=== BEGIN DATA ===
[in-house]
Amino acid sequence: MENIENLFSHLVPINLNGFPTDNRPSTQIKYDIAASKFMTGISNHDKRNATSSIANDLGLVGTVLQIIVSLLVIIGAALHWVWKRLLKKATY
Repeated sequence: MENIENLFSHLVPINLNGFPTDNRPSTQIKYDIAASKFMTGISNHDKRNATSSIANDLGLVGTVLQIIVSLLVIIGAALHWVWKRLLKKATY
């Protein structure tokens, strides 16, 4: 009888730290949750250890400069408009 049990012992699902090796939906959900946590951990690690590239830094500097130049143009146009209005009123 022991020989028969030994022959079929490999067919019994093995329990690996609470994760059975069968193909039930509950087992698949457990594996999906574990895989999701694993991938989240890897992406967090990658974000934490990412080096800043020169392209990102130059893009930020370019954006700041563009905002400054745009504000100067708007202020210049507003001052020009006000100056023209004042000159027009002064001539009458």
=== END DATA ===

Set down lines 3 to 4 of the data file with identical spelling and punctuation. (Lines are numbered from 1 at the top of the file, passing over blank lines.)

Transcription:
Repeated sequence: MENIENLFSHLVPINLNGFPTDNRPSTQIKYDIAASKFMTGISNHDKRNATSSIANDLGLVGTVLQIIVSLLVIIGAALHWVWKRLLKKATY
């Protein structure tokens, strides 16, 4: 009888730290949750250890400069408009 049990012992699902090796939906959900946590951990690690590239830094500097130049143009146009209005009123 022991020989028969030994022959079929490999067919019994093995329990690996609470994760059975069968193909039930509950087992698949457990594996999906574990895989999701694993991938989240890897992406967090990658974000934490990412080096800043020169392209990102130059893009930020370019954006700041563009905002400054745009504000100067708007202020210049507003001052020009006000100056023209004042000159027009002064001539009458």